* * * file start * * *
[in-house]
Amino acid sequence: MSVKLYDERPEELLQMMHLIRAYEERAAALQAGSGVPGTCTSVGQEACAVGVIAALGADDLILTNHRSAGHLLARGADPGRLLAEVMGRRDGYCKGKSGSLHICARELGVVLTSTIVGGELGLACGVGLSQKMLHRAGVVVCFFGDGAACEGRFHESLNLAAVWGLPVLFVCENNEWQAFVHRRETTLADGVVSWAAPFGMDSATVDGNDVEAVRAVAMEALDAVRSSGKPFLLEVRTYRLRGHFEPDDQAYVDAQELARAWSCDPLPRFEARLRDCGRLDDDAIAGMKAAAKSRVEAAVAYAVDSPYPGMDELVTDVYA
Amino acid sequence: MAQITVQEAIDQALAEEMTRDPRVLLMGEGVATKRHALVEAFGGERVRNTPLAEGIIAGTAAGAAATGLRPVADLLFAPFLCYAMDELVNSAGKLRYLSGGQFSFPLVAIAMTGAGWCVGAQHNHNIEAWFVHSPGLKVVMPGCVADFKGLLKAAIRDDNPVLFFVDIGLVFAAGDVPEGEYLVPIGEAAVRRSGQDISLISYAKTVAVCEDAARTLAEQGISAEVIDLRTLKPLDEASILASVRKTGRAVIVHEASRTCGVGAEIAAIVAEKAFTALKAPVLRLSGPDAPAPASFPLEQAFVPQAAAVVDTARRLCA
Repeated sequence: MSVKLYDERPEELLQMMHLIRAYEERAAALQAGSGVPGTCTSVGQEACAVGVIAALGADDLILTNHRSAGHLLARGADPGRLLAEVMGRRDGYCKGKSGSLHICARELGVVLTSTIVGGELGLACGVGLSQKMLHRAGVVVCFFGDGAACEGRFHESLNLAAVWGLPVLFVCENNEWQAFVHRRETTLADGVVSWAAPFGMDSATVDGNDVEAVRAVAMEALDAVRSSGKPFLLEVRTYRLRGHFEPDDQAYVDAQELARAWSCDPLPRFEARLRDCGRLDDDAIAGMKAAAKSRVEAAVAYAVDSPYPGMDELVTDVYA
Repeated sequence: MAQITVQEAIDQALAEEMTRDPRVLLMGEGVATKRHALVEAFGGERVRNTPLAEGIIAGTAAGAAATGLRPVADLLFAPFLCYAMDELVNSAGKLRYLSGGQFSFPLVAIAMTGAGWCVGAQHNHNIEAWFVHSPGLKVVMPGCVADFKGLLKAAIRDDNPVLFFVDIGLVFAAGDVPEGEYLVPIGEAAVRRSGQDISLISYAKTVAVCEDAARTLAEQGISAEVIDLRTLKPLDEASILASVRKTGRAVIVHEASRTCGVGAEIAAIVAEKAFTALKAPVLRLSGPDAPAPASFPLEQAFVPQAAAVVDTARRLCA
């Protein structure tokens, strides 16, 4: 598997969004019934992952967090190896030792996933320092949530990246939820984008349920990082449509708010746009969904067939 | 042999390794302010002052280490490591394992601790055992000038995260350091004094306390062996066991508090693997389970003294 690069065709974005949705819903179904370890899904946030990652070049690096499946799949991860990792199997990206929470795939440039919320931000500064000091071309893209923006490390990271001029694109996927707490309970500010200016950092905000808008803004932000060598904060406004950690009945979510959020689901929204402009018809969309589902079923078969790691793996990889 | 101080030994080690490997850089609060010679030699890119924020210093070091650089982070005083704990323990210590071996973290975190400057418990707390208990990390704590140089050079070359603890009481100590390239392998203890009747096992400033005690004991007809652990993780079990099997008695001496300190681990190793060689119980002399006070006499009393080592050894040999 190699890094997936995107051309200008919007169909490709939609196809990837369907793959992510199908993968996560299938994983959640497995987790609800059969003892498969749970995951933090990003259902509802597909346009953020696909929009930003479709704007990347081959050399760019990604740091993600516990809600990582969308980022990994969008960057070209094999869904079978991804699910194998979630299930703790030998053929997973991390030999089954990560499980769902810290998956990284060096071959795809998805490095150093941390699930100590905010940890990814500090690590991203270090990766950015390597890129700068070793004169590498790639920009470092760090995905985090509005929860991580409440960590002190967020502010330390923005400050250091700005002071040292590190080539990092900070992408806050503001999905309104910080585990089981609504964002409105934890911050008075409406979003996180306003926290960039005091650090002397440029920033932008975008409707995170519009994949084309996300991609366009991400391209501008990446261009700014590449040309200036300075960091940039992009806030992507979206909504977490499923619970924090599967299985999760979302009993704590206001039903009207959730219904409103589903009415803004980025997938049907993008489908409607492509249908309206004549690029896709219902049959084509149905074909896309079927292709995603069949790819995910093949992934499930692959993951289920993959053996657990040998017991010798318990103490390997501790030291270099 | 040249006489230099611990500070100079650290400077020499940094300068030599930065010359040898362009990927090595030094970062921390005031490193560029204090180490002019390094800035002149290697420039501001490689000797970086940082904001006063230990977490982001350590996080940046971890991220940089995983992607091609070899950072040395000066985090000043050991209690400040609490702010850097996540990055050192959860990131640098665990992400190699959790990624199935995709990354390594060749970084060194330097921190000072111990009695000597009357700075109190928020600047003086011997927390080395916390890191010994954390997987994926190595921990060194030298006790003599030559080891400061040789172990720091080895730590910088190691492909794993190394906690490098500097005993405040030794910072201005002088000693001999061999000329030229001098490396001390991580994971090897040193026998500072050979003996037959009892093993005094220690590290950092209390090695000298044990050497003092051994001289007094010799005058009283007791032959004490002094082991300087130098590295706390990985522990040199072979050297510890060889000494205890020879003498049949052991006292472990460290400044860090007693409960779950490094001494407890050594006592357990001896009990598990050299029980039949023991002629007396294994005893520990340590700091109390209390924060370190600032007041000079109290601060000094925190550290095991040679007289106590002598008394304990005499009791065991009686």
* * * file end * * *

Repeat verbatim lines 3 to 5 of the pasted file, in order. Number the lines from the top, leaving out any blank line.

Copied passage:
Amino acid sequence: MAQITVQEAIDQALAEEMTRDPRVLLMGEGVATKRHALVEAFGGERVRNTPLAEGIIAGTAAGAAATGLRPVADLLFAPFLCYAMDELVNSAGKLRYLSGGQFSFPLVAIAMTGAGWCVGAQHNHNIEAWFVHSPGLKVVMPGCVADFKGLLKAAIRDDNPVLFFVDIGLVFAAGDVPEGEYLVPIGEAAVRRSGQDISLISYAKTVAVCEDAARTLAEQGISAEVIDLRTLKPLDEASILASVRKTGRAVIVHEASRTCGVGAEIAAIVAEKAFTALKAPVLRLSGPDAPAPASFPLEQAFVPQAAAVVDTARRLCA
Repeated sequence: MSVKLYDERPEELLQMMHLIRAYEERAAALQAGSGVPGTCTSVGQEACAVGVIAALGADDLILTNHRSAGHLLARGADPGRLLAEVMGRRDGYCKGKSGSLHICARELGVVLTSTIVGGELGLACGVGLSQKMLHRAGVVVCFFGDGAACEGRFHESLNLAAVWGLPVLFVCENNEWQAFVHRRETTLADGVVSWAAPFGMDSATVDGNDVEAVRAVAMEALDAVRSSGKPFLLEVRTYRLRGHFEPDDQAYVDAQELARAWSCDPLPRFEARLRDCGRLDDDAIAGMKAAAKSRVEAAVAYAVDSPYPGMDELVTDVYA
Repeated sequence: MAQITVQEAIDQALAEEMTRDPRVLLMGEGVATKRHALVEAFGGERVRNTPLAEGIIAGTAAGAAATGLRPVADLLFAPFLCYAMDELVNSAGKLRYLSGGQFSFPLVAIAMTGAGWCVGAQHNHNIEAWFVHSPGLKVVMPGCVADFKGLLKAAIRDDNPVLFFVDIGLVFAAGDVPEGEYLVPIGEAAVRRSGQDISLISYAKTVAVCEDAARTLAEQGISAEVIDLRTLKPLDEASILASVRKTGRAVIVHEASRTCGVGAEIAAIVAEKAFTALKAPVLRLSGPDAPAPASFPLEQAFVPQAAAVVDTARRLCA